How to make an effective Credit Policy
What is a Credit Policy?
A credit policy is a set of rules that businesses and organisations use to manage the extension of credit to customers and clients. A credit policy is put in place to minimise financial risks and ensure a healthy and stable cash flow for your business or organisation.
They are an essential piece of documentation to help you with the effectiveness of your Credit Management. If you supply to your customers on credit terms then making sure you have an effective credit policy in place is a smart move. By setting out the guidelines and procedures governing the organisation’s approach to credit sales, a credit policy formally recognises the strategic importance of controlling financial risk and provides operational clarity to all areas within the business.
The exact contents of the policy will depend on the specific requirements of the business, but as a general guide it’s good practice to cover the following areas that will be covered in this blog.
What a Credit Policy should include
Credit Risk Assessments
Identifying credit risk and applying appropriate mitigation strategies helps minimise late payments and bad debts. The policy should explain who is responsible for carrying out risk assessments, how and when they are done and how the outcomes are communicated to the relevant business areas. By establishing authorisation and exception limits you set a clear point of reference for the level of risk the business is comfortable with.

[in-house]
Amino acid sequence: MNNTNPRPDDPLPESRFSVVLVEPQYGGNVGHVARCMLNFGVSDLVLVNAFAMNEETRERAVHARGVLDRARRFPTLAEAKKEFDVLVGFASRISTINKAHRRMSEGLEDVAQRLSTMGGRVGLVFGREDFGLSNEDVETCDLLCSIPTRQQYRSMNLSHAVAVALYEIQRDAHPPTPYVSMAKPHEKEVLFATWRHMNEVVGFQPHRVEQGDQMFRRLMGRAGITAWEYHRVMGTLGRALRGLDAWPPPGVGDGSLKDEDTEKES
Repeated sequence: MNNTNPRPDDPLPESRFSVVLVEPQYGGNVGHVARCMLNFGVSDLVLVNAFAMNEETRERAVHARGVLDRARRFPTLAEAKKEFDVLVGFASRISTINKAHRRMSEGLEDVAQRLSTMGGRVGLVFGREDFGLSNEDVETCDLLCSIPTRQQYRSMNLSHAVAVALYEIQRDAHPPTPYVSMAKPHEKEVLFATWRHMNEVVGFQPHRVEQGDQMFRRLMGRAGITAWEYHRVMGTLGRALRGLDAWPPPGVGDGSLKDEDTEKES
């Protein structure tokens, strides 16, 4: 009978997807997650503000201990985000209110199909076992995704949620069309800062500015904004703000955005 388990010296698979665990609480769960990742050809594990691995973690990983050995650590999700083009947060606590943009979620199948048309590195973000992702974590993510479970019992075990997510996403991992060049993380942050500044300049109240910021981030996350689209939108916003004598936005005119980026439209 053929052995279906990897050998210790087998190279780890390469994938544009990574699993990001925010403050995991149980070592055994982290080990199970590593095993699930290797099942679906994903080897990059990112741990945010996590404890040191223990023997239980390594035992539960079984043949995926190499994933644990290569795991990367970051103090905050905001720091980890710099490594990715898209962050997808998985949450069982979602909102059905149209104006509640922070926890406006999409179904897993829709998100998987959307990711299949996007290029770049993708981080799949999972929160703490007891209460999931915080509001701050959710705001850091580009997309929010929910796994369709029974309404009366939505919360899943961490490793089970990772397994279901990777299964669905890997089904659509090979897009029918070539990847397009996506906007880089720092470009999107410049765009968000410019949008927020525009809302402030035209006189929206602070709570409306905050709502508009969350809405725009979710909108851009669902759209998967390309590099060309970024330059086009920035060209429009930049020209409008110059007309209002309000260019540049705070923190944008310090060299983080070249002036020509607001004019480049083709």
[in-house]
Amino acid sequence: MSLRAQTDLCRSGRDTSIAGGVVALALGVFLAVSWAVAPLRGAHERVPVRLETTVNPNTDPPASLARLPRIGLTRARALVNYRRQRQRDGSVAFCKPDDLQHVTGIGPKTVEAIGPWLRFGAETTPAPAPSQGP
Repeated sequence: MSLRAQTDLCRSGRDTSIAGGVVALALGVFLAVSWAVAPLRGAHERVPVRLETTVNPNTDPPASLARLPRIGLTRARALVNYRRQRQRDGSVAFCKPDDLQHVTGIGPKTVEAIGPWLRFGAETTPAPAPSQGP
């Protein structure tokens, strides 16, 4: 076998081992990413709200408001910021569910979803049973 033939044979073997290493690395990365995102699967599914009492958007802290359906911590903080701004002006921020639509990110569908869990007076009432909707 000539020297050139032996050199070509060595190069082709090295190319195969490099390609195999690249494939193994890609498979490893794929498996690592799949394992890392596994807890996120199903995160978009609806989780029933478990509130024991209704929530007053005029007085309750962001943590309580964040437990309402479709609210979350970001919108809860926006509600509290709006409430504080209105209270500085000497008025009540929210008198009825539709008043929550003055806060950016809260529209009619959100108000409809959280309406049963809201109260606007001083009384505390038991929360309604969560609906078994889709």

Setting Credit Limits
The trusty credit limit is one of the best risk management tools you have at your disposal and the policy should go into some level detail about how they operate: how a limit is set, how often it is reviewed and where relevant, how the process of stopping supply works.
Payment terms & methods
It’s helpful to include your standard terms (or a link to where they can be accessed) and accepted methods of payment. Have these within your credit policy to act as a point of reference for all staff. This section should also include details regarding any early payment discounts or late payment penalties that are used. Similarly, if the business accepts any form of security in particular circumstances, such as personal guarantees, the relevant procedures for use can be included here.
Monitoring and Collections Processes
An essential part of effective credit management is monitoring customer payments and following up in a timely manner.
This section of the policy should set out the standard procedures to follow, including the frequency and communication methods used. It is important to clearly define who has authority to remove a particular customer from the standard collections process and who can approve a bad debt write off.
The policy should outline what the trigger points for escalation are, and the circumstances under which external resources (e.g. instructing solicitors) can be used.
Consider including a query resolution process which defines who is responsible for resolving issues that are preventing payment. This should show timescales and internal escalation when required.
Account Handler contact details
In a larger organisation where a team of credit controllers are responsible for specific ledgers it is helpful to identify roles and responsibilities. Make sure this section is kept updated.
As with any strategic document it’s important to continually review and update your credit policy to meet changing market conditions and business requirements.
Key performance indicators that help measure the effectiveness of your credit policy include Days’ Sales Outstanding (DSO), Days’ Delinquent, bad debt ratios, query resolution and customer satisfaction.
Creating an effective credit policy and making it available to all staff is a great way to emphasise the strategic importance the business places on managing financial risk. Having a best practice reference point encourages consistency and sets up your business to reap the benefits of extending credit to your customer base.